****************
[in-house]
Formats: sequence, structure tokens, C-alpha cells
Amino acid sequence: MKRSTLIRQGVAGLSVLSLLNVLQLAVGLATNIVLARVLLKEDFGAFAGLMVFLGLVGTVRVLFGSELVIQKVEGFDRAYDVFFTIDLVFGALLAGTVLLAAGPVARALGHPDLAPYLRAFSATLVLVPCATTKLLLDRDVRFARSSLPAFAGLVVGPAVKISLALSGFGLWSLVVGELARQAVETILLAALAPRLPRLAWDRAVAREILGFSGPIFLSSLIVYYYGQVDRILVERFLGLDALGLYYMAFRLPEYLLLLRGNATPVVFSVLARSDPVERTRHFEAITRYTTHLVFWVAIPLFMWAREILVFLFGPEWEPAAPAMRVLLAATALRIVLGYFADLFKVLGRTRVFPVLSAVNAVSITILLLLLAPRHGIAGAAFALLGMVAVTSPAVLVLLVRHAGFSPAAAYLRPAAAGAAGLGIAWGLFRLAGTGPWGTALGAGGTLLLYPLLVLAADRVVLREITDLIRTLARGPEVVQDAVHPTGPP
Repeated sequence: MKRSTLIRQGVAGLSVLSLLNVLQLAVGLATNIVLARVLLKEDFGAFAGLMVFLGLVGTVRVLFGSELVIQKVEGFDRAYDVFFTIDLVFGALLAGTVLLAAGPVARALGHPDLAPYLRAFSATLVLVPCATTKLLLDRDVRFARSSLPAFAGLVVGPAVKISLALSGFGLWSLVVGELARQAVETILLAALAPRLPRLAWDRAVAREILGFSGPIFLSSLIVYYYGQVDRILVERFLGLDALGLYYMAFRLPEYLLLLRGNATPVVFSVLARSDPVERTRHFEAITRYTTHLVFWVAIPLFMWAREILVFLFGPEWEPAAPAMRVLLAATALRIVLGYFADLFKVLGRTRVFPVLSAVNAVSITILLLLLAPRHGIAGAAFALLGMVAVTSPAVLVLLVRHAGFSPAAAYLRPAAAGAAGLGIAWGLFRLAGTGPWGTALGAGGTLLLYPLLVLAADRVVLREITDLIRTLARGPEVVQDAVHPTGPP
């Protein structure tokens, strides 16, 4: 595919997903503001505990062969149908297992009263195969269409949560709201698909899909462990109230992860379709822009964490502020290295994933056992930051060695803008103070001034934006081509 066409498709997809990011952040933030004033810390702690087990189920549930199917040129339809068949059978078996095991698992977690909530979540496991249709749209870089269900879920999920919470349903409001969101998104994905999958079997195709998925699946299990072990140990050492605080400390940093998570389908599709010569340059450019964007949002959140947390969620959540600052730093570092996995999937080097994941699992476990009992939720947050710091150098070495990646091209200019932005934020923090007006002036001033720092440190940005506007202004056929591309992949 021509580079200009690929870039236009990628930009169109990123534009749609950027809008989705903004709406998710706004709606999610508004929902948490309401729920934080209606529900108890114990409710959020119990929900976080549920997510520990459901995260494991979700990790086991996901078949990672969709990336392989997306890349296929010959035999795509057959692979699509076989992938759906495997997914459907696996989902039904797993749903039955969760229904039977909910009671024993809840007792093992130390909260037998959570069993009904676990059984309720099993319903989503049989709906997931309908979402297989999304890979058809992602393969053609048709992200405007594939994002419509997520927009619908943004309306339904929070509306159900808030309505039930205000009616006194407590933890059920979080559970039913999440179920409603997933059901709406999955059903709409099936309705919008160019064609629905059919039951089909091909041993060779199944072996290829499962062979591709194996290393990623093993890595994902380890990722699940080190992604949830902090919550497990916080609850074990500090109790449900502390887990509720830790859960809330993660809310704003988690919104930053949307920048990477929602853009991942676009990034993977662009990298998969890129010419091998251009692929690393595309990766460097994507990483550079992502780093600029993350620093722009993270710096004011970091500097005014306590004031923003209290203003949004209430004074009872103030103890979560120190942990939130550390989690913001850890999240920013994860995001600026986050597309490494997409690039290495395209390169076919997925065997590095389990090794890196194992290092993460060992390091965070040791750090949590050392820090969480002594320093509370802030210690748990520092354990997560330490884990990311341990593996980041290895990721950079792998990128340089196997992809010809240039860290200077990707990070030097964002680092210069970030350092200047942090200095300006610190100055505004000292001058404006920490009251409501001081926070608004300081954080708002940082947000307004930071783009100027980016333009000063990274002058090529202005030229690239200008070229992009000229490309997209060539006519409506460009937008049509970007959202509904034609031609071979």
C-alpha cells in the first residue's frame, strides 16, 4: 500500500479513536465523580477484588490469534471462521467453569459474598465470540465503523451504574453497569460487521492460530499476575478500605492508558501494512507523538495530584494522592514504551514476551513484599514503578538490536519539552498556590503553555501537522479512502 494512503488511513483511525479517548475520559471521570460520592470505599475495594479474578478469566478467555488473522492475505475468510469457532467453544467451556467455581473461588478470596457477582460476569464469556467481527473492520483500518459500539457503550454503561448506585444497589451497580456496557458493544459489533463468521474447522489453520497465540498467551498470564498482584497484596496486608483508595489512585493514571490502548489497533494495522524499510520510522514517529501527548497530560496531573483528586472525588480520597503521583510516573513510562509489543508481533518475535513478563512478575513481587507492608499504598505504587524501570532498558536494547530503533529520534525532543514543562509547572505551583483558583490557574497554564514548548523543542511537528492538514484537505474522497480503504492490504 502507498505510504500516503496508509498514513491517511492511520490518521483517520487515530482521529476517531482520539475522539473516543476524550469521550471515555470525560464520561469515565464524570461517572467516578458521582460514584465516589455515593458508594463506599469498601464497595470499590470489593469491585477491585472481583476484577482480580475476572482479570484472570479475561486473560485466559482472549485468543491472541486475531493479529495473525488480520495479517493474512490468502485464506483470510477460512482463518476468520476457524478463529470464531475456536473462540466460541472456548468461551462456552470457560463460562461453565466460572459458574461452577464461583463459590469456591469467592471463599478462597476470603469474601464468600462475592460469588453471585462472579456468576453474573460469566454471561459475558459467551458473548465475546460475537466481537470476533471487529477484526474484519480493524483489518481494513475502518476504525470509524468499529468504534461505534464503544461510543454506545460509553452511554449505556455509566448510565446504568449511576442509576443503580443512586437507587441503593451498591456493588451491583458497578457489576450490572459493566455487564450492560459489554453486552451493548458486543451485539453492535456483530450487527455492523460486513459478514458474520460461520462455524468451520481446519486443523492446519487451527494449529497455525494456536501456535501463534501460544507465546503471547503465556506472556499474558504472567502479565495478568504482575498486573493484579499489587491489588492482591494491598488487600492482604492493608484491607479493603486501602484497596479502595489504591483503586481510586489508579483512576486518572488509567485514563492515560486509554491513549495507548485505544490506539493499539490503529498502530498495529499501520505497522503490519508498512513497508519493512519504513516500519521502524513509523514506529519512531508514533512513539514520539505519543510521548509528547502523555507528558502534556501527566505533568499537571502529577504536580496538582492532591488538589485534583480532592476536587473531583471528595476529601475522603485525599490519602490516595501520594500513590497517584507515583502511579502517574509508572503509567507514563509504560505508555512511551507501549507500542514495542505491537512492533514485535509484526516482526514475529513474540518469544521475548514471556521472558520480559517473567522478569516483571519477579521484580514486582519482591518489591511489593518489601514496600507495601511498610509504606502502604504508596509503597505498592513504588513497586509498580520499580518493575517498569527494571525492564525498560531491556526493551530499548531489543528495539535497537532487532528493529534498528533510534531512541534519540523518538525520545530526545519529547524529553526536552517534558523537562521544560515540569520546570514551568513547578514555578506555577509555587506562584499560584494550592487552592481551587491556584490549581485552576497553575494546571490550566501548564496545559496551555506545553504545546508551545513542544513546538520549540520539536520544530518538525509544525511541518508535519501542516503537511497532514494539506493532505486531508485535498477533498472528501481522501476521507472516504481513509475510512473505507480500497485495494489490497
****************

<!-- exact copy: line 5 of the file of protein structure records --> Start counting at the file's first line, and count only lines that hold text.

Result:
């Protein structure tokens, strides 16, 4: 595919997903503001505990062969149908297992009263195969269409949560709201698909899909462990109230992860379709822009964490502020290295994933056992930051060695803008103070001034934006081509 066409498709997809990011952040933030004033810390702690087990189920549930199917040129339809068949059978078996095991698992977690909530979540496991249709749209870089269900879920999920919470349903409001969101998104994905999958079997195709998925699946299990072990140990050492605080400390940093998570389908599709010569340059450019964007949002959140947390969620959540600052730093570092996995999937080097994941699992476990009992939720947050710091150098070495990646091209200019932005934020923090007006002036001033720092440190940005506007202004056929591309992949 021509580079200009690929870039236009990628930009169109990123534009749609950027809008989705903004709406998710706004709606999610508004929902948490309401729920934080209606529900108890114990409710959020119990929900976080549920997510520990459901995260494991979700990790086991996901078949990672969709990336392989997306890349296929010959035999795509057959692979699509076989992938759906495997997914459907696996989902039904797993749903039955969760229904039977909910009671024993809840007792093992130390909260037998959570069993009904676990059984309720099993319903989503049989709906997931309908979402297989999304890979058809992602393969053609048709992200405007594939994002419509997520927009619908943004309306339904929070509306159900808030309505039930205000009616006194407590933890059920979080559970039913999440179920409603997933059901709406999955059903709409099936309705919008160019064609629905059919039951089909091909041993060779199944072996290829499962062979591709194996290393990623093993890595994902380890990722699940080190992604949830902090919550497990916080609850074990500090109790449900502390887990509720830790859960809330993660809310704003988690919104930053949307920048990477929602853009991942676009990034993977662009990298998969890129010419091998251009692929690393595309990766460097994507990483550079992502780093600029993350620093722009993270710096004011970091500097005014306590004031923003209290203003949004209430004074009872103030103890979560120190942990939130550390989690913001850890999240920013994860995001600026986050597309490494997409690039290495395209390169076919997925065997590095389990090794890196194992290092993460060992390091965070040791750090949590050392820090969480002594320093509370802030210690748990520092354990997560330490884990990311341990593996980041290895990721950079792998990128340089196997992809010809240039860290200077990707990070030097964002680092210069970030350092200047942090200095300006610190100055505004000292001058404006920490009251409501001081926070608004300081954080708002940082947000307004930071783009100027980016333009000063990274002058090529202005030229690239200008070229992009000229490309997209060539006519409506460009937008049509970007959202509904034609031609071979």